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How do I Earn an Art History PhD?

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  • Written By: G. Wiesen
  • Edited By: Heather Bailey
  • Images By: Keijo Knutas, Olga Romantsova, Ferretcloud, Shotsstudio
  • Last Modified Date: 18 September 2017
  • Copyright Protected:
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    Conjecture Corporation
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To receive a Doctorate of Philosophy (PhD) in art history, you should first receive a four-year degree, such as a bachelor’s degree, in a related field and then apply to universities that offer graduate programs in art history. You may want to consider a specialization or other type of more narrowed focus as well, such as architecture or a specific period or location such as Renaissance art or Middle Eastern art. Having a sense of what specific field you are interested in studying can help you choose a school that offers or specializes in that type of program. As you work toward your art history PhD, you should also consider what types of careers you are interested in to help you find a degree that will help you in that field.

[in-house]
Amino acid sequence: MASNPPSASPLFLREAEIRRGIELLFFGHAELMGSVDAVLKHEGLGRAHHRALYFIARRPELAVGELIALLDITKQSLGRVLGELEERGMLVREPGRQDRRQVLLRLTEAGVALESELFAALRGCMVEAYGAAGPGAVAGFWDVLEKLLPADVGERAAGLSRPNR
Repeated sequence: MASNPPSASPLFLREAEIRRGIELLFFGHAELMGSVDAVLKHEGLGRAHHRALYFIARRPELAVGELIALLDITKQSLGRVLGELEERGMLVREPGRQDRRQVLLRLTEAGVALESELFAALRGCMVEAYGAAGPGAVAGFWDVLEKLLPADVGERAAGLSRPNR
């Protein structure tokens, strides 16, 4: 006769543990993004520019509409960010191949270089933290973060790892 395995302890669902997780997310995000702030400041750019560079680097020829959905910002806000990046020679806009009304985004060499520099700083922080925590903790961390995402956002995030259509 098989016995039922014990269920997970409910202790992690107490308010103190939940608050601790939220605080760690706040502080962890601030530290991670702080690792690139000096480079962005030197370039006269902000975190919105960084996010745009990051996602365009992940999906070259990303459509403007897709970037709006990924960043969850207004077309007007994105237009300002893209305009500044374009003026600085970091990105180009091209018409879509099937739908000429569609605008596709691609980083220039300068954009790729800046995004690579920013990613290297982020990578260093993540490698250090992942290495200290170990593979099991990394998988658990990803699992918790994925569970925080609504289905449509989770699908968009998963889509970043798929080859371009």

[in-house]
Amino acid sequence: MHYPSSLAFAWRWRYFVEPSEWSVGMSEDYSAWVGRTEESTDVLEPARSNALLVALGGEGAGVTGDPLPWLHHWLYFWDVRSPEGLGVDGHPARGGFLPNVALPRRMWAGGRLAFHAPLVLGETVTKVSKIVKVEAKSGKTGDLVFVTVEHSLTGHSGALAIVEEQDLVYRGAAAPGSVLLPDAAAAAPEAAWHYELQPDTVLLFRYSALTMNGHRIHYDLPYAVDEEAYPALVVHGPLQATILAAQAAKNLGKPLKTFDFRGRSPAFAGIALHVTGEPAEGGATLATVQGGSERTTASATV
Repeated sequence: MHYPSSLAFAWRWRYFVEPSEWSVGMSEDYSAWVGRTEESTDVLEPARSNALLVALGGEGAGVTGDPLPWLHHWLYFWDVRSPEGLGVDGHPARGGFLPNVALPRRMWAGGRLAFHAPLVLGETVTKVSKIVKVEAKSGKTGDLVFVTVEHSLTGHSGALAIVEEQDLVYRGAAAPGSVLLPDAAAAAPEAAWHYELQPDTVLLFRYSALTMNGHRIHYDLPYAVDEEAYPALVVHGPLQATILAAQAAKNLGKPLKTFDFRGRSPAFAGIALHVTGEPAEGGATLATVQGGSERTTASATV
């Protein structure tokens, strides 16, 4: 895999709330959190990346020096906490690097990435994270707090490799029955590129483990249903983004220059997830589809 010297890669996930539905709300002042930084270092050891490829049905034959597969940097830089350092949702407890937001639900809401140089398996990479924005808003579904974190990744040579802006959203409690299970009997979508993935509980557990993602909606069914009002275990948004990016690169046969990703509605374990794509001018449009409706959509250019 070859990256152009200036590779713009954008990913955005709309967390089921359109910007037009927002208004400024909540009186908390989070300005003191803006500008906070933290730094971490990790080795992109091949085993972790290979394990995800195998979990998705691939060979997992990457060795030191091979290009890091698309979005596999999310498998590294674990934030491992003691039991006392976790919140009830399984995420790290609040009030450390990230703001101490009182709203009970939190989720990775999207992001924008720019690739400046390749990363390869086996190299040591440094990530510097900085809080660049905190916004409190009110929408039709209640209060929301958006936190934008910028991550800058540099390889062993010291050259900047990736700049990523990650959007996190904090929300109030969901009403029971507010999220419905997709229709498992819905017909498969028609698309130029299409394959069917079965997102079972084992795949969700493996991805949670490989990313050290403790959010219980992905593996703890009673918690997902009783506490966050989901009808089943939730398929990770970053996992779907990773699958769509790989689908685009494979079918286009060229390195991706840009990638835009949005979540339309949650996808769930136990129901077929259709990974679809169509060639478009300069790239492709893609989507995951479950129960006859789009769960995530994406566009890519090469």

One of the first steps toward an art history PhD is receiving your four-year degree in a related field, such as a bachelor’s degree in art, art history, history, or archeology. As you work on this degree you should be considering where you would like to pursue your post-graduate work and begin applying to those schools early. It can often be helpful to know what specific area you might like to focus on, so you can find a school with an excellent program in that field.

For example, if you want to earn an art history PhD with a focus on architecture, then finding a school with a strong architecture program could better allow you to work on your degree in a more interdisciplinary way. Similarly, you might consider other areas of interest or specialization, such as the art of the ancient world, modern art, or the art of Japan. If you are having a hard time deciding on an area you might like to focus on, then you might want to consider what type of career you would like to find once you earn your art history PhD and pursue a field that will work well for that career.

If you would like to teach, for example, then any specialization would probably work well as long as you also had a strong general knowledge of art history. You might be interested in working at a museum and so having some specific knowledge in museum organization and curatorial work would be helpful. Once you know what you want, you should then find a school with a post-graduate program that will offer you the type of art history PhD you want to receive.

You will then need to apply to that school, and likely take tests such as the Graduate Record Examinations (GRE) to gain admittance. Receiving an art history PhD can often take up to seven years, and many schools only offer PhD programs, granting a master’s degree “en route” to the PhD. You will likely need to work on, present, and ultimately defend a doctoral dissertation before a panel of experts and art historians before finally earning your art history PhD.

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